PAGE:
The convergence of the California “open coast” push and mobile technology is rooted in history. California voters in 1972 approved Proposition 20 leading to creation of the coastal commission and its mandate to maximize public access to public tidelands. The use of those lands was guaranteed by Article 10, Section 4 of the state constitution, but continuing development complicated things.
We owe David Geffen
A case in point: DreamWorks co-founder David Geffen. After a long dispute with the state, in 2005 he agreed to let commoners back onto the public lands of Carbon Beach, or “Billionaire’s Beach,” adjacent to his Malibu home. This helped plant the whole tetchy issue of coastal access even more firmly in the public’s consciousness. Around the time of a similar settlement last year between the state and another “Billionaire’s Beach” homeowner, open lands activists unveiled an iPhone app called Our Malibu Beaches.
Some of that work, and a subsequent Android version issued this spring were funded through a successful Kickstarter campaign. The Spanish-language version, Nuestras Playas De Mailbu, came this summer. Our Malibu Beaches is free; and has north of 42,000 downloads. Collaborating on the project were California environmental writer, artist and activist Jenny Price, currently a Visiting Professor in the Environment and Humanities at the Princeton Environmental Institute; and Escape Apps co-founder Ben Adair.
A mission suited to mobile
Speaking from Princeton, Price told The Open Standard, “I’ve been super-pleased to see what this app has done. These beaches are very hard to find and use. Accessways are scant and obscure. It’s hard to park. There are fake boulders, fake driveways blocking paths, and on the beaches, lots of illegal, inaccurate signage. You need to be able to find the beaches and then to feel okay once you’re there.” The app’s users are even able to learn on which beaches they can use not only the wet sand, but also the dry sand, closer to residences. (A lot, it turns out.)
Price added, “You need an extraordinary amount of information, and the app is really well-suited to conveying that data.”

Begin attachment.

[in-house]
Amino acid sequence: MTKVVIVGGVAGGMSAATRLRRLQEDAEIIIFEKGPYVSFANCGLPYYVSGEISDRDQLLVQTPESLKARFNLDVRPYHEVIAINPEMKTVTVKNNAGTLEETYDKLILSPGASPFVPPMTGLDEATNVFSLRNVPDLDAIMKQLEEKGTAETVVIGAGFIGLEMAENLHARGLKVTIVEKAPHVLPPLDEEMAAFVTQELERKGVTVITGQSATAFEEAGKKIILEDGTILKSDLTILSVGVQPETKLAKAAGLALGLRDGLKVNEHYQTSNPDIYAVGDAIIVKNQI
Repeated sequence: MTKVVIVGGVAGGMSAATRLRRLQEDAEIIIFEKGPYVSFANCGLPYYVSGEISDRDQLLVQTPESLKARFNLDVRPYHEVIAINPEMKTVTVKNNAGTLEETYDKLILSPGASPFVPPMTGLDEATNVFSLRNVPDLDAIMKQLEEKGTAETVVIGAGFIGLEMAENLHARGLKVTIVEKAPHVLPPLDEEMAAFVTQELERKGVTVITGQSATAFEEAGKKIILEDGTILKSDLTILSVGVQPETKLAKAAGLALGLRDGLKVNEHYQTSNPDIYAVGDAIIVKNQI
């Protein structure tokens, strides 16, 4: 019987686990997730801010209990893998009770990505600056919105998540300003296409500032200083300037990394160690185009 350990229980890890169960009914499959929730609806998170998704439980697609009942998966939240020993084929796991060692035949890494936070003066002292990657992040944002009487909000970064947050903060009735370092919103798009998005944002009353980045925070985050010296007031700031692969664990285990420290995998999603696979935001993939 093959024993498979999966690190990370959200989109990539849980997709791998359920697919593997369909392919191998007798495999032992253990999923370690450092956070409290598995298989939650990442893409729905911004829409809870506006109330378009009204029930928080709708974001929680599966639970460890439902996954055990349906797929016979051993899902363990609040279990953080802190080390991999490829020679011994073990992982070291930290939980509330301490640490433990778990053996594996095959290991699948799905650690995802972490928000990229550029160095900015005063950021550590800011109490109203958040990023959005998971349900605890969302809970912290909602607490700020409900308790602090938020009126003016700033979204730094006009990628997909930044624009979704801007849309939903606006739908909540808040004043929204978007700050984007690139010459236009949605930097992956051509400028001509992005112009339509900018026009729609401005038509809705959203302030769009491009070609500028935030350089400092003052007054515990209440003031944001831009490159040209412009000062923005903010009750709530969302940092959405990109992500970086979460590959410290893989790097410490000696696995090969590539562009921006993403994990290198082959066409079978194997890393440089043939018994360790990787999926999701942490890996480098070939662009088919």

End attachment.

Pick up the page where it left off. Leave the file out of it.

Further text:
“People really want a spotlight shined on any place where public access is being denied or public space is hidden”
Adair, who’s been working a gig as interim managing editor of New American Media’s popular radio show Marketplace, and has taught at USC’s Annenberg School for Communication and Journalism, said, “I’ve been blown away at how engaged people were with this issue. People really want a spotlight shined on any place where public access is being denied or public space is hidden. These lands are part of our shared heritage, held in the public interest. That more than 42,000 people have downloaded the Malibu app, which covers a limited area, says a lot.”
He added, “During the Kickstarter campaign we got supportive comments from Lebanon, Israel, Thailand and all over the U.S.; people saying they had the same issues where they lived.”
The Oregon example
While retaining public access to public beaches in California has required technology coupled with regulatory oversight, Oregon has what’s been called “the best protected, most widely accessible beaches in the country” because of something engineered in 1913. Oregon Governor Oswald West convinced the state legislature to approve a bill setting aside the state’s Pacific coastline for public use. Today, easy access is assured via a dense network of coastal Oregon state parks, and well-marked access drives, parking, public paths and stairs. There’s no mistaking to whom the beaches belong, and how to get to them.
As open systems go, that’s also pretty state-of-the-art.
This article originally written by Matt Rosenberg was first published at The Open Standard on 10/15/14, under a Creative Commons license allowing full free re-use for non-commercial purposes.